Landscape Painting

Sujin Lim’s work can be classified into two periods, before 2011 and after. The pivotal moment was when he studied public art in Hamburg at the Bauhaus University. Experimentation, the political and societal positioning of art, the place of the artist in the world, break with the classical and academic art education she first received in South Korea in the 2000s. This geographical distance will allow her to distance herself from and become aware of the problems linked to nuclear energy and the transformation of landscapes.

One of the triggers took place in 2012 with the explosion of a large chemical factory in Gumi in the south of Korea. Toxic gas spread over several kilometres, affecting hundreds of people, five of whom died. Trees lost their leaves and livestock suffered breathing problems. In the aftermath of this event, Sujin Lim created Reversing the Summer, in which she projected green light onto the burnt trees, symbolically trying to revive them.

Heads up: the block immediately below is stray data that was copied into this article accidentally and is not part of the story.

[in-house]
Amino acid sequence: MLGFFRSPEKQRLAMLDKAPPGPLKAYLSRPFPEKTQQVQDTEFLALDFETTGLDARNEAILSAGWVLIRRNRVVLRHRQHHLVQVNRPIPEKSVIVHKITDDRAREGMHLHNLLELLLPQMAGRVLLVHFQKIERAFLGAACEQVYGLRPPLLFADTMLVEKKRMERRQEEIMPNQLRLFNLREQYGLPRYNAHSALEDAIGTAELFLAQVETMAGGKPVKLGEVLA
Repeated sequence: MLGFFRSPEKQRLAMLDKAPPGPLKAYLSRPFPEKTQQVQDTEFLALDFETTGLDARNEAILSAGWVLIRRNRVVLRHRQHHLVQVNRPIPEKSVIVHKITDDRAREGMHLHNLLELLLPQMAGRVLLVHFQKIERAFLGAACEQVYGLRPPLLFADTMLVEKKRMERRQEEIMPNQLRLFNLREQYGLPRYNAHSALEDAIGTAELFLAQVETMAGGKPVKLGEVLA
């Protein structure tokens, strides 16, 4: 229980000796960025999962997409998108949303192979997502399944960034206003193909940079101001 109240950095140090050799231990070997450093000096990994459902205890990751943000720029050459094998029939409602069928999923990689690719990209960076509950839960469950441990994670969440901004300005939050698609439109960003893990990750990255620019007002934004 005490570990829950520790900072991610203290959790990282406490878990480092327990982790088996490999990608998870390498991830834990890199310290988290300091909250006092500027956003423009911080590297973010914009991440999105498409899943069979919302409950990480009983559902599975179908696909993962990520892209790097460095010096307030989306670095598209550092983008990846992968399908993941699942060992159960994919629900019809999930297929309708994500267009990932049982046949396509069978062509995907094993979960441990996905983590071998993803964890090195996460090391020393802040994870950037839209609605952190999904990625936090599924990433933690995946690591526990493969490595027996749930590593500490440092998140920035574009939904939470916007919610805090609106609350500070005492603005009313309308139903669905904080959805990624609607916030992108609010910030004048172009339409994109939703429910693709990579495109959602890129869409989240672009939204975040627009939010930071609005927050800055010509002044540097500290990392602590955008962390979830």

Landscape Painting is in a similar vein. In 2018, the artist was forced to return to Korea and went back to the island of Young – Heung, where she used to go on holiday for most of her childhood. Instead of landscapes of mountains and forests, she finds an industrial skyline, ramshackle factories, armies of electricity pylons and a bridge connecting to the mainland. Tourism has been partially dumped there, the water is polluted, the swamps dried up. The octopuses, shrimps, shellfish and other crustaceans of his youth have disappeared from their natural environment.

The artist spends two years interviewing her father and the islanders, collecting their chronicle of the original panorama. She repaints this landscape, creating the illusion of an ancient memory. Halfway between painting and performance, the landscape becomes a form of methodology and tool, which erases reality. Well aware of not being able to revolutionize a system, Sujin Lin questions the real and balanced possibilities between nature and the weight of industry and economy and how a majority is forced between two systems. Is there an alternative?

Sujin Lim

Born in 1979 in South Korea | Lives and works in Seoul (South Korea).

Sujin Lim studied at Seoul National University and in 2014 at Bauhaus-Universität, M.F.A in Public Art and New Artistic Strategies, in Weimar, Germany. Her practice is mainly focused on painting or performance art. She is interested in environmental issues, especially nuclear accidents. She has participated in exhibitions in Korea, the United States, the United Kingdom, Austria and Germany, including Imaginary Bauhaus Museum, Schiller-Museum in Weimar and Into Thin Air at the Galley SC in Zagreb.